‘Who should be driving that massive truck?’, ‘Teen truckers?’: The national headlines on under-21 CDL holders

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Updated Aug 8, 2015

PA-state-lineThe Senate’s inclusion of a provision to allow under-21 CDL holders to operate trucks interstate in the recently passed DRIVE Act highway bill has sparked some debate both within the trucking industry and outside of it regarding the appropriate age of truck operators.

Though it’s just one of the trucking regulatory provisions included in the bill, it’s seemingly the one receiving the most play in the national press, including in recent days a segment on NPR and coverage on Yahoo! News and Fortune magazine, among others.

And the headlines and corresponding coverage are another small reminder of the misconceptions by the public and misinformation by consumer media outlets the trucking industry must deal with on the regulatory front.

Take these few headlines as examples:

Yahoo!Teen Truckers? Congress Considers Letting Them Drive Big Rigs

NPRTo Get Big-Rig Drivers, Senate Bill Would Give Keys To Teens

Fortune: Teenagers might get to drive big rigs—but should they want to?

Despite what the headlines seem to convey — that no 18-year-olds are currently allowed to drive trucks — the provision in the Senate bill actually does nothing to make it easier for 18- and 19-year-olds to receive a CDL or become a truck operator. It simply allows states to enter into agreements with neighboring states to allow under-21 CDL holders to cross state lines.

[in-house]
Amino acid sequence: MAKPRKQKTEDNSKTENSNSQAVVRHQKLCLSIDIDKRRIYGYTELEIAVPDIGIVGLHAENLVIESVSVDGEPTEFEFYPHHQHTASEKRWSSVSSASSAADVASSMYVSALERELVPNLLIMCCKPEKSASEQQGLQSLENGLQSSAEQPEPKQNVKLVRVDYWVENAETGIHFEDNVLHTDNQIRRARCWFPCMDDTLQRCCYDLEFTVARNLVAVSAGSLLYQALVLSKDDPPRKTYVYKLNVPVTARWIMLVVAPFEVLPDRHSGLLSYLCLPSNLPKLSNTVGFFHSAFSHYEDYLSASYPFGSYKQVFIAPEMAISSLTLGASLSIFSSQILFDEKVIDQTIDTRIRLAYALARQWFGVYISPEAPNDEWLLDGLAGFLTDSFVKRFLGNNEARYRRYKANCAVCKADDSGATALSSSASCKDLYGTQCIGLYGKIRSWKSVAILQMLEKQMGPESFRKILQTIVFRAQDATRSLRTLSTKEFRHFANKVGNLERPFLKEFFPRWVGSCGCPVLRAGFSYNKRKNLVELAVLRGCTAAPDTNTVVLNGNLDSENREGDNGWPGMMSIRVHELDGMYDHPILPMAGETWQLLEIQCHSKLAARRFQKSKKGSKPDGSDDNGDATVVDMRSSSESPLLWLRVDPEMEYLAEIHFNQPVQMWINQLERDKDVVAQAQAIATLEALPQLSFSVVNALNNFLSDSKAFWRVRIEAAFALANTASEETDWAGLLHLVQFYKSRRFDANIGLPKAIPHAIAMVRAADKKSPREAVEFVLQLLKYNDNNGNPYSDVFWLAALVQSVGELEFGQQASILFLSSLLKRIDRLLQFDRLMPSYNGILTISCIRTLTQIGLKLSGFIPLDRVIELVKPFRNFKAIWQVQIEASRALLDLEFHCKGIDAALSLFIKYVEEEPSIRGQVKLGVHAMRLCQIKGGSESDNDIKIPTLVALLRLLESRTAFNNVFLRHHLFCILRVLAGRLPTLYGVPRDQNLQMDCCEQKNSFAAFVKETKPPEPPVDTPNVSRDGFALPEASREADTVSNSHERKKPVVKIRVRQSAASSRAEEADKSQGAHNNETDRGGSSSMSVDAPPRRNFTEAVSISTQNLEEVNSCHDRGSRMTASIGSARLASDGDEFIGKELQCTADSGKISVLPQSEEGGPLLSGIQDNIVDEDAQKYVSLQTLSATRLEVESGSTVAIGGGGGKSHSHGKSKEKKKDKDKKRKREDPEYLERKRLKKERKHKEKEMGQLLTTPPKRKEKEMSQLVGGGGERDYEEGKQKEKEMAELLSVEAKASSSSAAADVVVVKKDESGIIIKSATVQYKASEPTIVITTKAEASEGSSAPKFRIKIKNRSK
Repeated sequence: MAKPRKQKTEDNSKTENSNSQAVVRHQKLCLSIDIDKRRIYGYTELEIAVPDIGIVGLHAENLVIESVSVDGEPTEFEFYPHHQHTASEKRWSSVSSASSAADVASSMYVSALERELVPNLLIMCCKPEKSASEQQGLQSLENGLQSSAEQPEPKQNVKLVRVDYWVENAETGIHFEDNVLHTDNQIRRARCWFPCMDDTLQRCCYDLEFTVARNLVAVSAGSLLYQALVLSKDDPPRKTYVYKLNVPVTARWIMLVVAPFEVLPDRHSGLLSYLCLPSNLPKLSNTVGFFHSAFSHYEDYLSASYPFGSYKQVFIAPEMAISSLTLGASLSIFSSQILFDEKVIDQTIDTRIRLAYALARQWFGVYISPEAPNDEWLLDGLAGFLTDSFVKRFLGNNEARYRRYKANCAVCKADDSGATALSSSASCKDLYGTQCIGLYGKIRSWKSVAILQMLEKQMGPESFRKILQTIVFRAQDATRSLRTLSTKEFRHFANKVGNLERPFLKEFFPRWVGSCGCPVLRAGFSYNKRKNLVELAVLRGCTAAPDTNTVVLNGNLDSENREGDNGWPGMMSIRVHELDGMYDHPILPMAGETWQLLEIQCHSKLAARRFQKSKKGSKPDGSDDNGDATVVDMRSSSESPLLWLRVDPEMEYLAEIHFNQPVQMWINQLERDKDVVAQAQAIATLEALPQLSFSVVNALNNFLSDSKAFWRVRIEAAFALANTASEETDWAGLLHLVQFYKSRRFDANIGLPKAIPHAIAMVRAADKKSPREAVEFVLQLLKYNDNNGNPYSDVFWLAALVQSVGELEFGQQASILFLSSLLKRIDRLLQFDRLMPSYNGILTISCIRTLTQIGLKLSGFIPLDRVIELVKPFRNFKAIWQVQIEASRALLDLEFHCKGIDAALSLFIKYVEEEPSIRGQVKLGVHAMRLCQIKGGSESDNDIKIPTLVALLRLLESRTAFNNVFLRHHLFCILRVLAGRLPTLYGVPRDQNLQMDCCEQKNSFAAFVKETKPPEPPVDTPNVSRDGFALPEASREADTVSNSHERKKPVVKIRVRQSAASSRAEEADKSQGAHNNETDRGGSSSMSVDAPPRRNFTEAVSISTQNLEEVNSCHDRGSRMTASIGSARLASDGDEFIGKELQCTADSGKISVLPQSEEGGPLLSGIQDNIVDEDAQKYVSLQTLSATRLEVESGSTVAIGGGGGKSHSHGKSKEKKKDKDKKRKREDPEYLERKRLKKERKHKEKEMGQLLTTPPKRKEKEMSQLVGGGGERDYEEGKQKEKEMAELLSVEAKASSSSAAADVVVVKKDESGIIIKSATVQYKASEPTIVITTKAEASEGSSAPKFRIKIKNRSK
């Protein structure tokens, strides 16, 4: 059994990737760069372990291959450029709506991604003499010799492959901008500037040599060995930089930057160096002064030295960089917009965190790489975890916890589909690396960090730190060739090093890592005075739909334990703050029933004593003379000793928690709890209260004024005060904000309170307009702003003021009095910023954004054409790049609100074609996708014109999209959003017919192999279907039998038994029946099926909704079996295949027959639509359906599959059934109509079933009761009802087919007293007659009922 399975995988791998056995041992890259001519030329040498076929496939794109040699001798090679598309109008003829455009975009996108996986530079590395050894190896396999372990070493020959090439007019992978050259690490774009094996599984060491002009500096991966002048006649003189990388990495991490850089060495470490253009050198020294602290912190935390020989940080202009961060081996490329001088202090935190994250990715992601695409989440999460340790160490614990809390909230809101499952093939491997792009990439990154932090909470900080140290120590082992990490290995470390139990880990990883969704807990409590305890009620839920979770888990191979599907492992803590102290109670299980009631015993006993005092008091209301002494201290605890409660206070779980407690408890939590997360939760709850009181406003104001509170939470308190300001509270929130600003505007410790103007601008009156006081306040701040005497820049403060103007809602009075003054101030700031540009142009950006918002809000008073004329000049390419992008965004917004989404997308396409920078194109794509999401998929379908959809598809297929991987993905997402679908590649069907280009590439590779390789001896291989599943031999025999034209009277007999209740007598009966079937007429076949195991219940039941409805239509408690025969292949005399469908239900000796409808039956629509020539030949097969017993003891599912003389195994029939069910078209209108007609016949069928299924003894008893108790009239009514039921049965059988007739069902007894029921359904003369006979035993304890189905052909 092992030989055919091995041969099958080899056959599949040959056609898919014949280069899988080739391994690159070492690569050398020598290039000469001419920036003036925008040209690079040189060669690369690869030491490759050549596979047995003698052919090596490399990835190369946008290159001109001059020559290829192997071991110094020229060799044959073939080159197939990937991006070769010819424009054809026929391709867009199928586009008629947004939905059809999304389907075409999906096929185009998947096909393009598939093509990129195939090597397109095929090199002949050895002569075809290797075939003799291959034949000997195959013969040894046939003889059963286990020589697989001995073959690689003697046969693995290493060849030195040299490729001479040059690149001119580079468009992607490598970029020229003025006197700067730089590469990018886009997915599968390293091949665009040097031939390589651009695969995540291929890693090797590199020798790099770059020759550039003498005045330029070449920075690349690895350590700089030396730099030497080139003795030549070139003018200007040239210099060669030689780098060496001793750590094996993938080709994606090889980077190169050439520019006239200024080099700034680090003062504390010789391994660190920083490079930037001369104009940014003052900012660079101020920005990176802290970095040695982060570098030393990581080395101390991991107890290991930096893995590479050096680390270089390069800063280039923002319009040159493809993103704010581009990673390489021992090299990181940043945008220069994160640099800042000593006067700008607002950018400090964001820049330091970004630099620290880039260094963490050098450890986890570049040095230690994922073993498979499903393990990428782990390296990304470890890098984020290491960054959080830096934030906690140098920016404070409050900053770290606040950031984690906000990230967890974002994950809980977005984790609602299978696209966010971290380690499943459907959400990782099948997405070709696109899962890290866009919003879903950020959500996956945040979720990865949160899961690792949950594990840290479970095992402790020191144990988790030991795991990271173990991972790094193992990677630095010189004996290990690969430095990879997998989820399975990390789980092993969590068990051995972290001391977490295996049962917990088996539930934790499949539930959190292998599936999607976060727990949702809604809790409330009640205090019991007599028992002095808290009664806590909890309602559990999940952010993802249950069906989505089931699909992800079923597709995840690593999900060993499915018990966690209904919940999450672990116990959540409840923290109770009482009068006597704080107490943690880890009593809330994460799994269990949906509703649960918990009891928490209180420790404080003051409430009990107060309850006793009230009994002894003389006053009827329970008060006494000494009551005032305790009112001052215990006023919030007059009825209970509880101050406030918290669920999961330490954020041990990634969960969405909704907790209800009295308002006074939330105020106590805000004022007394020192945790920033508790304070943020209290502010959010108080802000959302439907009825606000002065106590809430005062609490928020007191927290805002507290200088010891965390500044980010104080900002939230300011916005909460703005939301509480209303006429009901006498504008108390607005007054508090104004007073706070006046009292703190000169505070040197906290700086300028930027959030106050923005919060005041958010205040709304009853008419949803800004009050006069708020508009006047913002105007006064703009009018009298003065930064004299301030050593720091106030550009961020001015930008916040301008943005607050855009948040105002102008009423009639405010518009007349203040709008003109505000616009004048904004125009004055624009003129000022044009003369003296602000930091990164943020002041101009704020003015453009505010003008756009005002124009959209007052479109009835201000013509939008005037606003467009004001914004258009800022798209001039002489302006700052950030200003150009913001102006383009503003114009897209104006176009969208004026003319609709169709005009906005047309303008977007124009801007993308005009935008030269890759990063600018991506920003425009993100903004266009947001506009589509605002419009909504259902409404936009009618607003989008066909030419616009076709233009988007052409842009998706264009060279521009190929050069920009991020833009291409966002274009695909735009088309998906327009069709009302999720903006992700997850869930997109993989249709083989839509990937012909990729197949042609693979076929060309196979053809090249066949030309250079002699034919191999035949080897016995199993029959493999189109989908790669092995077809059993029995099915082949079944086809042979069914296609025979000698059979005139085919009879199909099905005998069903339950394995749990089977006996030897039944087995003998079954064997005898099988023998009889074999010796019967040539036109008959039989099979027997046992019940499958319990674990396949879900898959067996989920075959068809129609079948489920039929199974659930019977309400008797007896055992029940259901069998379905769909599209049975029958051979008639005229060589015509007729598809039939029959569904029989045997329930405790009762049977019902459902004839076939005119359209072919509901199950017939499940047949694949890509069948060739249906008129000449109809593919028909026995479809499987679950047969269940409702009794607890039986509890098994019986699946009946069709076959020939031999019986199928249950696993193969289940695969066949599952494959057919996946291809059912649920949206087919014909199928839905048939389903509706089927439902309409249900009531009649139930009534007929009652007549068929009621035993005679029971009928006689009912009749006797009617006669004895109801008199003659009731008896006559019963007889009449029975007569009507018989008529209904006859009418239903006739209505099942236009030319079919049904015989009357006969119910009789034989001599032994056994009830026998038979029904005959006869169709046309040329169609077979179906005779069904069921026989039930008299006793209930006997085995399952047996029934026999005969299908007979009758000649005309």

It’s being billed by advocates, such as the American Trucking Associations, as one that could help the industry deal with the ongoing driver shortage and potentially grab young adults before they’re diverted to other industries recruiting from the same age group.

And, as ATA notes in its national push to better educate those both within and outside of the industry, it’s perfectly legal under current law for 18-year-olds to drive hundreds of miles each day and never leave their home state. Large states like Texas, California, Florida, Pennsylvania all have cross-state routes that so-called “teen truckers” with CDLs may drive.

Even smaller states — take Alabama, for instance, where I-65 runs nearly 400 miles north and south — have hundreds of miles of highways an 18-year-old truck operator can drive daily.

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Here’s NPR’s segment, which features ATA’s chief lobbyist Dave Osiecki defending the Senate’s action and explaining more about the potential regulatory change: